The causes of suffering

In general, Hinduism recognizes the following as the main causes of human suffering.

11. Impermanence which make life very insecure and uncertain.

2. Desires and attachment which lead to karma and bondage.

3. Delusion and ignorance caused by Maya.

4. Repeated births and deaths.

5. Attraction and aversion to pairs of opposites.

6. Contact and separation from the objects of desires

7. Attachment to sense-objects.

9. Ownership and doership

10. The triple qualities, namely sattva, rajas and tamas and their influence upon our thinking and actions.

11. Demonic qualities and evil nature characterized by pride, lust, anger, greed and envy.

12. Lack of faith in God and Self.

13. Lack of discretion or judgment.

Hinduism acknowledges that while we may know the causes and solutions to suffering, suffering cannot be fully resolved as long as one is subject to the modifications of Nature. No matter what one may do, some suffering is inevitable in human life. This is true even in case of those who are liberated or on the verge of liberation. The purpose of spiritual practice is not to end suffering, which is humanly impossible, but to learn to deal with it by reconditioning our minds and bodies. This is the purpose of yoga.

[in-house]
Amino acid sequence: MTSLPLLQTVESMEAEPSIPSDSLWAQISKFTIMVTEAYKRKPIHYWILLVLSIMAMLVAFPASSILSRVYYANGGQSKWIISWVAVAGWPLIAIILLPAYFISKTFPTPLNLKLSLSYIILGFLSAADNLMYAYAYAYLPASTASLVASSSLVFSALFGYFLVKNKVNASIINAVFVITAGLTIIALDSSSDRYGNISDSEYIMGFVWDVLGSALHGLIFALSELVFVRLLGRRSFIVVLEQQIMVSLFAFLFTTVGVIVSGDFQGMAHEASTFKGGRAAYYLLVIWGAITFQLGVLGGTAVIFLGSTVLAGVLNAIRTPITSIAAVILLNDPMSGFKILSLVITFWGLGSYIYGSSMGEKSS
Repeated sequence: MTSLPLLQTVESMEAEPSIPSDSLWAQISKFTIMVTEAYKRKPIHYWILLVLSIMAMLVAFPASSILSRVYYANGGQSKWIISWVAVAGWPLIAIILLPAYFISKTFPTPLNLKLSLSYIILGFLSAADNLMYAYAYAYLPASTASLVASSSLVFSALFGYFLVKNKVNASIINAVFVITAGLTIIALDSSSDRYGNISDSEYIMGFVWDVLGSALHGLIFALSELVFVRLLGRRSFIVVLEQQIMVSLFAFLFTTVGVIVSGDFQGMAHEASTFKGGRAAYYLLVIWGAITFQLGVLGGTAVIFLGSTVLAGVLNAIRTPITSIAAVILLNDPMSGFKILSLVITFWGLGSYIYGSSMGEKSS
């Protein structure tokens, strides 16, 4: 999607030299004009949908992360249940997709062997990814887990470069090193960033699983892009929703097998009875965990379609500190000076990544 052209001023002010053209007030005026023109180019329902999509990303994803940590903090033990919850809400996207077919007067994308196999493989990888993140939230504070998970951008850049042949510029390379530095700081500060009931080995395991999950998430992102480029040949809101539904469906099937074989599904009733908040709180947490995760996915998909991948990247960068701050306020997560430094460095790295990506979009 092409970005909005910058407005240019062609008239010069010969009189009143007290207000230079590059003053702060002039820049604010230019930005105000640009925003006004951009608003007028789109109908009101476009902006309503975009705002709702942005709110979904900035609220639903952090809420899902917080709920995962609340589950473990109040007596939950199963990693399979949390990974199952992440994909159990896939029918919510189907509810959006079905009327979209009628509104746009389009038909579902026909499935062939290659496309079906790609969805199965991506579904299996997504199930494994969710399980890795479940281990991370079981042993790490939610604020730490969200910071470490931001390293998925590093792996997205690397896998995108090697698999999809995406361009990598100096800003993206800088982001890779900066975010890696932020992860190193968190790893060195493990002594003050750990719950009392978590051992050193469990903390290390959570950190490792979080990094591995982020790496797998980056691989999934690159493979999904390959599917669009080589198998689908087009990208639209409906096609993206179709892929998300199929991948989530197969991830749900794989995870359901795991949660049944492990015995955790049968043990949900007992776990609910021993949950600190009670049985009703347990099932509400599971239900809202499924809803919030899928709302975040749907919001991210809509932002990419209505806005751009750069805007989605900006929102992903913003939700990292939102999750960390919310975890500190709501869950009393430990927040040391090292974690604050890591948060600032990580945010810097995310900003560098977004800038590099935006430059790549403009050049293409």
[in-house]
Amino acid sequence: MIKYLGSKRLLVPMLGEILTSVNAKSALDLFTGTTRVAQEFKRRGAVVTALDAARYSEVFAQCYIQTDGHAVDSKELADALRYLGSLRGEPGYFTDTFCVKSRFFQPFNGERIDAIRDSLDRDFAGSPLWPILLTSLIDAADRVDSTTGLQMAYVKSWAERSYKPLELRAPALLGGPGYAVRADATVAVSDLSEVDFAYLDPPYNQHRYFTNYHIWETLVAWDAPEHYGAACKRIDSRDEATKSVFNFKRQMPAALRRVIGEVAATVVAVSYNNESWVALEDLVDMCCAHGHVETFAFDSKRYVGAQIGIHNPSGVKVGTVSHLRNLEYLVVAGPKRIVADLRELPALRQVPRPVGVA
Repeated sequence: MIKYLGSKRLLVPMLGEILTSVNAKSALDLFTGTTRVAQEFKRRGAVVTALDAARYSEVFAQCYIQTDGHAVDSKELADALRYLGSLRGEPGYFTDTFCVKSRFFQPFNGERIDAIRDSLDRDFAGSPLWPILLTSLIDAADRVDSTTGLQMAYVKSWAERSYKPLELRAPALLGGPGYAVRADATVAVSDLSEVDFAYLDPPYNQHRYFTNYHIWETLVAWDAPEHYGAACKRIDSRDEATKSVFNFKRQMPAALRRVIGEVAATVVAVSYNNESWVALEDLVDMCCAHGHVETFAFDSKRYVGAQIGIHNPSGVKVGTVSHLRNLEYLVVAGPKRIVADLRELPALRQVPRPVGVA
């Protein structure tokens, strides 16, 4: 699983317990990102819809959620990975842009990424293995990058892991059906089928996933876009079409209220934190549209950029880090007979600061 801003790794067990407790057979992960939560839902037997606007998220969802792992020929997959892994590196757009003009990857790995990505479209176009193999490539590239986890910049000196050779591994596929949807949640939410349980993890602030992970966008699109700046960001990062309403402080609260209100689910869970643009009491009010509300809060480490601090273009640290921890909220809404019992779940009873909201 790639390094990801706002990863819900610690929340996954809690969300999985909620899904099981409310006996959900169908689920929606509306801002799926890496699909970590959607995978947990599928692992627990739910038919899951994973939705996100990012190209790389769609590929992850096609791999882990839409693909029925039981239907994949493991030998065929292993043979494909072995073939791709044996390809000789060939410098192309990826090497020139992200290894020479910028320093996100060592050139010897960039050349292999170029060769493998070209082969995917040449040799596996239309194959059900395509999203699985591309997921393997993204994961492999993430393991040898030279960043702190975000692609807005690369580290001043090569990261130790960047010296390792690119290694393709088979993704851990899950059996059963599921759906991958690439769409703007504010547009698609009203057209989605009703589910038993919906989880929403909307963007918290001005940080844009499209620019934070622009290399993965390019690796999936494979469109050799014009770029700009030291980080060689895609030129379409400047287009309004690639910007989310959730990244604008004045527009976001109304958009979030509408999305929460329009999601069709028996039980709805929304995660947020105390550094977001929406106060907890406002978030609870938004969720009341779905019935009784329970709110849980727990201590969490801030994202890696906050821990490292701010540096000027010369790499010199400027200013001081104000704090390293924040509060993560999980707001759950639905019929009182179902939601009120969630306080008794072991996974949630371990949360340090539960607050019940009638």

Therefore, while working for liberation one must learn to endure suffering with detachment and acceptance, keeping faith in God and performing actions as an obligatory duty and sacrificial offering to God.

Hinduism is not a fatalistic religion. While it accepts karma as unavoidable, it acknowledges the importance of virtuous self-effort in shaping one's own destiny and correcting the wrongs of the past.

Belief in karma should not make one despondent. Instead, it should make a person feel more responsible towards himself and his spiritual welfare, accepting his suffering with a sense of detachment and awareness that his suffering is his own creation and he has to be his own savior.

Suffering also gives us all an opportunity to think about our existence and redeem ourselves through selfless actions, God's intervention, surrender and devotion. From suffering comes the knowledge of suffering. From the knowledge of the suffering comes the solution to suffering. From the solution to suffering comes the ultimate freedom. Suffering, therefore is the teacher and also the cause in which the effect, liberation, is hidden.